The fine quality of the silver inlay demonstrates the high standard of Mosul’s metalwork production at this time and the interlacing, geometric design throughout the case resembles that of a comparable penbox housed in The David Collection, Copenhagen (inv.no.6/1997). The most well-preserved silver inlay in this example is found in its interior. Jupiter is the first planet represented inside the penbox from left to right. Whereas the other planets had an identifiable human representation, Jupiter was the only planet lacking specific attributes and was, instead, commonly depicted by the zodiacs over which it was Planetary Lord - Pisces and Sagittarius (Carboni 1997, p.19). Here, the male figure holding two fish depicts Pisces and consequently portrays Jupiter. A comparable representation of Pisces also evoking Jupiter is found on a penbox in The Metropolitan Museum of Art, New York (acc.no.89.2.194). The next planet adorning the penbox is Venus portrayed by a female playing a lute, before the Sun, the only figure not to be represented in human form on this piece, takes the central position among the planets. An association with light, energy and power rendered the sun a key motif of objects designed for rulers, governors and other affluent members of the court (Carboni 1997, p.9). Next, a female figure holding a crescent shape denotes the moon, and Mercury is the final planet, also known as al-katib 'the scribe', depicted by a young man writing a scroll.
Furthermore, such intricate ornamentation and inscriptions exemplify the importance accorded to the pen in administrative and diplomatic contexts in thirteenth and fourteenth-century Islam. In his study of letter writing in the eleventh to fifteenth centuries, Gully discusses the metaphors which liken the pen to the tongue and the sword both of which demonstrate its associated power (Gully 2008, pp.50-71). Hence the penbox became a key indicator of the status of its owner indicated by its shape and decoration. Al-Qalqashandi, the renowned Mamluk historian (1355-1418) writes of the personal preference which dictated the choice of penbox. He states, “[t]he preferences of people of today with regard to the appearance of a pen case differ- (they like) either rounded or rectangular. Government scribes use long ones with round ends, elegantly shaped… As for treasury scribes, they use long square-cornered ones, so that they may put inside the covers of their pen case a minimum supply of the accounting paper they need, corresponding to the pen case in size” (Allan 1982, p.92).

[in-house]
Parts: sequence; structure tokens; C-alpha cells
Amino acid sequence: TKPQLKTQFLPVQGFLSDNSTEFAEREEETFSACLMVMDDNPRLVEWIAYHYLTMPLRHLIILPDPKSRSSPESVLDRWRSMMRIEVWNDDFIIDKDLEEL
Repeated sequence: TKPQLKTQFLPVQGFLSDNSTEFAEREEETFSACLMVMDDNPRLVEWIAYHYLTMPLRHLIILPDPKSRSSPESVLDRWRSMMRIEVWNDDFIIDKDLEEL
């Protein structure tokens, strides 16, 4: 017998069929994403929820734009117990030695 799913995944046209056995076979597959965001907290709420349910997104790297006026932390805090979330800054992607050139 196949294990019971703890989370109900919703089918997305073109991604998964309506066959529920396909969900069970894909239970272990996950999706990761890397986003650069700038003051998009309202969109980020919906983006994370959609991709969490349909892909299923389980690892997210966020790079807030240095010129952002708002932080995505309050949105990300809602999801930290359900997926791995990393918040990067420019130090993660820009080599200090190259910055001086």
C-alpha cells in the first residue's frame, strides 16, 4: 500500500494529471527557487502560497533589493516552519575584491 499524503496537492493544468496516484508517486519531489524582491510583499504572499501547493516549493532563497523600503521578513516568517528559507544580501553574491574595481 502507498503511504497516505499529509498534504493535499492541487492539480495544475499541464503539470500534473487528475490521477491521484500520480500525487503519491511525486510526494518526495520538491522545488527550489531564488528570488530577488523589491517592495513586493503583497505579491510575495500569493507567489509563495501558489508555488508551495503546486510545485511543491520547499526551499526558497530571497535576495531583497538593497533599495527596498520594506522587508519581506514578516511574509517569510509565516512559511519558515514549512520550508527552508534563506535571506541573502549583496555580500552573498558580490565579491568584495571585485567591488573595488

Moreover, Ibn Muqlah, whose treatise on the Arabic script has shaped the language as we know it today, emphasises how the knowledge of Allah and his word is transmitted through the pen (’allama bi-l-qalam) (Naji 1991, p.114). Therefore, the preservation of the pen, and subsequently its case, is of extreme importance, a concept understood by al-Qalqashandi who stresses how “it is necessary for the scribe to do his utmost to adorn the pen case, to make it excellent and to look after it” (Allan 1982, p.92). The elegant decoration of this present penbox is evidently intended to adorn an item highly valued by its owner. The popularity of sophisticated astrological motifs in Islamic art is similarly related to their cosmic power which would protect and preserve the rulers, princes and wealthy citizens who would most likely be their owners (Carboni 1997, p.7). Notably, the imagery of Jupiter and Venus is associated with a beneficial power (Carboni 1997, p.4), heightened by the magnificent script on the inside and on the outer rim of the lid that calls for good fortune to be bestowed upon its owner.
In light of the lavish imagery of this present penbox, it surpasses its role as just a luxury object created for rulers and affluent members of the court, and reveals its symbolic significance in courtly, administrative and religious matters.
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